Safe and efficient urban mobility for Africa

Transitioning to zero-carbon transport globally is essential to keep climate change in check. Yet seven years after the Paris Climate Agreement, transport emissions are still rising. In a new op-ed, Nina Elter argues that a radical shift in our approach to transportation sustainability is required. Every year, governments around the world invest more than US$700 billion in road infrastructure. While these investments yield significant economic and social returns, transport continues to generate large costs on societies, in the form of harmful emissions, traffic injuries and lost time due to congestion.
May 17, 2023
By Nina Elter

Left unchecked, these issues will continue to grow in time. In fact, global transport activity will more than double by 2050, due to population growth and economic development. Any currently expected emissions reductions will thus be more than offset by the increased demand for transport. This means that it is vital to raise the collective ambition to ensure that we provide a sustainable transport system is safe, accessible, green and efficient.

A sustainable transport network needs to be delivering across these four areas and it is important to understand how these are inter-connected. For instance, the social factor of sustainability is one that is often overlooked, yet, it is critical in order to decarbonise, as people need to change their behaviour. As an example, providing subsidies for people to move to an EV is important, but this alone will not deliver the change needed, without considering the other factors, such as individual accessibility or financial sustainability.  

The principle of “systems thinking” acknowledges that there are often multiple interventions to a problem, and recognises that these interventions that may not always be popular or perfect. By anticipating the impact of each trade-off, it is possible to minimise its severity or even use it for its own benefit. Systems thinking therefore allows the ability to make informed choices.

One of the key solutions to the funding dilemma that has proven successful is road pricing. From tolling of individual roads to a nationwide distance-based charging regime, fair rates force road users to think carefully about whether their vehicle is the best one for the job, leading to smarter vehicle choices. Sufficient revenue also means better maintained infrastructure, so travel uses a little less fuel, vehicles experience a little less damage, and assets are maintained optimally, each of these benefits bringing cost and carbon savings to the system. And, finally, if digital systems are used, a whole raft of further opportunities and impacts are unlocked.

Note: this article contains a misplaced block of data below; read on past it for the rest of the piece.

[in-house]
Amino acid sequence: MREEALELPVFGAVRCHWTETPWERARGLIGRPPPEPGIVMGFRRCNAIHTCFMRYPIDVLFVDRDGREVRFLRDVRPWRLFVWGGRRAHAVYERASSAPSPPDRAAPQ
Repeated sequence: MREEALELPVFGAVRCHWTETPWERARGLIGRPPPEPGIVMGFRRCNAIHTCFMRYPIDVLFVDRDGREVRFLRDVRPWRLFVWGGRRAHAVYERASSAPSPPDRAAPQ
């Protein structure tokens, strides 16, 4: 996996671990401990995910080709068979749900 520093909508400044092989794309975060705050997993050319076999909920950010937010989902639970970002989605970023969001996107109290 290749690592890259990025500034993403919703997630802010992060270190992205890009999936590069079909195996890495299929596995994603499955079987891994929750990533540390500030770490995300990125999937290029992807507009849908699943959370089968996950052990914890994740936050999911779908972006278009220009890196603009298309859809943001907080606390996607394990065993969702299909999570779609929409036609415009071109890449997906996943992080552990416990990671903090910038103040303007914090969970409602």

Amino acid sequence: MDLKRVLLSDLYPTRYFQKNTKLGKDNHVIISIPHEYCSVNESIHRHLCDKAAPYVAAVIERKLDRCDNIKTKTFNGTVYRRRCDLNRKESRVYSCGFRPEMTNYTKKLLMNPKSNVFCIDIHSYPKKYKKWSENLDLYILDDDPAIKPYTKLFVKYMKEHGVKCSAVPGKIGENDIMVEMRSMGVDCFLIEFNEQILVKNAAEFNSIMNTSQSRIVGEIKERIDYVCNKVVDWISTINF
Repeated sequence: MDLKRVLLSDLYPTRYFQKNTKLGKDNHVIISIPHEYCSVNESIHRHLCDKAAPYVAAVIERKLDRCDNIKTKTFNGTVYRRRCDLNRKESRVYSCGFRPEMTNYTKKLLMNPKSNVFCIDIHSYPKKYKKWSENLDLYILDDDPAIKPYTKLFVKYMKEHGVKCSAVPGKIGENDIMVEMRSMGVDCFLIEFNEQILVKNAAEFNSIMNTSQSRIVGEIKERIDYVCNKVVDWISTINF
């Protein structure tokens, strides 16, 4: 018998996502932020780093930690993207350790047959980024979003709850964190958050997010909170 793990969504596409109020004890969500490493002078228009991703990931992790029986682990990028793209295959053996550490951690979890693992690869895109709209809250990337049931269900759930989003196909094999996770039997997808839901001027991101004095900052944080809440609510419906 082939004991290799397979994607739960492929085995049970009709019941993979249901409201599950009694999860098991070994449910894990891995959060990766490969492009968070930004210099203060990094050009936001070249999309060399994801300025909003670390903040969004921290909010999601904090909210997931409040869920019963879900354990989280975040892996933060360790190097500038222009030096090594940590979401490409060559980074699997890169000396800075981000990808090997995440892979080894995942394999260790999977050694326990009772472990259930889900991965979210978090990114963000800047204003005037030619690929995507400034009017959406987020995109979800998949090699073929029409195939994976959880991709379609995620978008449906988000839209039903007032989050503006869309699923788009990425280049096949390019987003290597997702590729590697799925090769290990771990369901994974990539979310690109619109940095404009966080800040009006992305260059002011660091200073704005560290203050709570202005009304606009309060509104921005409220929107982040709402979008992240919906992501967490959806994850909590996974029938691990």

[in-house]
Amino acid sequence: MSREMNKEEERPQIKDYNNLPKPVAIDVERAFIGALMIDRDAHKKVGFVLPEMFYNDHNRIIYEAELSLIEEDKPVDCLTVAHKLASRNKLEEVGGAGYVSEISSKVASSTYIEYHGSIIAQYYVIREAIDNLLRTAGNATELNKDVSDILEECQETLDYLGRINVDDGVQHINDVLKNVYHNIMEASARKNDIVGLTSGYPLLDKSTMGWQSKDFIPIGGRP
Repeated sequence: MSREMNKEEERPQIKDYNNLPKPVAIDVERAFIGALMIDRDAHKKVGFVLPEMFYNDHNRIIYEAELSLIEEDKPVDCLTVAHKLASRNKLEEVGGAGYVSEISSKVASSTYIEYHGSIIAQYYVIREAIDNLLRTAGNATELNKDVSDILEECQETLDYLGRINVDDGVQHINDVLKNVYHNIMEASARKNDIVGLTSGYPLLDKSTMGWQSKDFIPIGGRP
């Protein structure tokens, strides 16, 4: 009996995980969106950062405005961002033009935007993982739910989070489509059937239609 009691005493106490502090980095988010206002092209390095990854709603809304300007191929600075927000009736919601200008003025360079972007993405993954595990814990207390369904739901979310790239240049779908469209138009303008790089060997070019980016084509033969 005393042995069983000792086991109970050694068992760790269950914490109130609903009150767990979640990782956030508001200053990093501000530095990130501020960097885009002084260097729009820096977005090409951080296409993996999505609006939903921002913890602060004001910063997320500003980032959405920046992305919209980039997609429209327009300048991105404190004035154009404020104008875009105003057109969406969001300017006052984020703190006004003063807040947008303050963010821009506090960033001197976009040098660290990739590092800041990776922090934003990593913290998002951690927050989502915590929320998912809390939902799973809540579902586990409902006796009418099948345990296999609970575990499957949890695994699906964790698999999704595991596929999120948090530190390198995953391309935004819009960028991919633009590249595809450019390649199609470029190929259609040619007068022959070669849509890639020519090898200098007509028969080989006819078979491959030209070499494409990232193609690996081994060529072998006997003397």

Last, but not least, the sector must embrace the principles of circular economy, an economic system in which waste and resources are minimised by keeping them in use for as long as possible. In the context of roads, applying circular economy principles means designing and operating networks in a way that maximises the use of resources and minimises waste and environmental impact. The Ray, a non-profit charity and net-zero highway testbed in Georgia, US, has recently tested rubber roads where recycled tyres are added to the asphalt mixture of the pavement. Given that there are 1 billion end-of-life tyres generated each year and there are currently 4 billion such tyres in landfills and stockpiles worldwide, it is a prime example of using the circular economy model. Additionally, it was found that rubber roads reduce emissions from tyre tread by 30-50%, the reduced resistance generates fuel savings, and the roadway noise is reduced as well. The pavement life expectancy can be almost doubed, and safety is increased due to better grip and reduced hydroplaning, especially during heavy rain events.

Looking around the world, the current policies in place are not sufficient to get the reduction necessary to reach the global warming limit of 1.5°, or even 2°. By understanding and changing structures that are not serving us well - including mental models and perceptions, it is possible to expand the choices available and create more satisfying, long-term solutions to chronic problems.

Nina Elter
Nina Elter

This generation has a big challenge to ensure that children and grandchildren will be able to live a decent life and it is time for all hands on deck and to think big and think outside the box. Use what is there already, improve it and continue to innovate.

Nina Elter is founder and CEO of NEwROAD Consulting, a strategy consultancy with the mission to accelerate the move to a sustainable transportation system and a NetPositive future. She brings 20+ years of experience in transportation and technology, with a focus on infrastructure funding, safety applications and sustainable development.

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